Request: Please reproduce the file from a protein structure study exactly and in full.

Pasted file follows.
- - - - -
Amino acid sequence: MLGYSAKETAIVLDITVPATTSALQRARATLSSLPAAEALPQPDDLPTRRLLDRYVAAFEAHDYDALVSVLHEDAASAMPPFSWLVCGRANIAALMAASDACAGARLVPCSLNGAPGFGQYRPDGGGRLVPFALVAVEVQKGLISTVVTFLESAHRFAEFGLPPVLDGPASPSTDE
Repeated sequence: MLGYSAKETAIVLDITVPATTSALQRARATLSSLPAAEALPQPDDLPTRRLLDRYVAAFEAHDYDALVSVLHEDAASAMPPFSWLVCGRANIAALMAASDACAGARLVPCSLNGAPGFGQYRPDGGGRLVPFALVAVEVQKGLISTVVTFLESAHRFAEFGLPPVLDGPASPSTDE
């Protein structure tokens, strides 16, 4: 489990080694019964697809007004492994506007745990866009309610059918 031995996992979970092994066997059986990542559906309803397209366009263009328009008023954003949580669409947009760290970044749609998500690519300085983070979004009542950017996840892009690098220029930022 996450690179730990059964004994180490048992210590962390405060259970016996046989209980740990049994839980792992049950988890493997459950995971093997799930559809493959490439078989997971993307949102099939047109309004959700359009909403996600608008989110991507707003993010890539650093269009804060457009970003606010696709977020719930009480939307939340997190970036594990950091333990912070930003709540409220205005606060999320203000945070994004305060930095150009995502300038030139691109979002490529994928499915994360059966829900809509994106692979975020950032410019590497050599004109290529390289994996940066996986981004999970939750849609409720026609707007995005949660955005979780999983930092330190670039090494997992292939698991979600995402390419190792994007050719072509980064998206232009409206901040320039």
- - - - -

Amino acid sequence: MLGYSAKETAIVLDITVPATTSALQRARATLSSLPAAEALPQPDDLPTRRLLDRYVAAFEAHDYDALVSVLHEDAASAMPPFSWLVCGRANIAALMAASDACAGARLVPCSLNGAPGFGQYRPDGGGRLVPFALVAVEVQKGLISTVVTFLESAHRFAEFGLPPVLDGPASPSTDE
Repeated sequence: MLGYSAKETAIVLDITVPATTSALQRARATLSSLPAAEALPQPDDLPTRRLLDRYVAAFEAHDYDALVSVLHEDAASAMPPFSWLVCGRANIAALMAASDACAGARLVPCSLNGAPGFGQYRPDGGGRLVPFALVAVEVQKGLISTVVTFLESAHRFAEFGLPPVLDGPASPSTDE
């Protein structure tokens, strides 16, 4: 489990080694019964697809007004492994506007745990866009309610059918 031995996992979970092994066997059986990542559906309803397209366009263009328009008023954003949580669409947009760290970044749609998500690519300085983070979004009542950017996840892009690098220029930022 996450690179730990059964004994180490048992210590962390405060259970016996046989209980740990049994839980792992049950988890493997459950995971093997799930559809493959490439078989997971993307949102099939047109309004959700359009909403996600608008989110991507707003993010890539650093269009804060457009970003606010696709977020719930009480939307939340997190970036594990950091333990912070930003709540409220205005606060999320203000945070994004305060930095150009995502300038030139691109979002490529994928499915994360059966829900809509994106692979975020950032410019590497050599004109290529390289994996940066996986981004999970939750849609409720026609707007995005949660955005979780999983930092330190670039090494997992292939698991979600995402390419190792994007050719072509980064998206232009409206901040320039």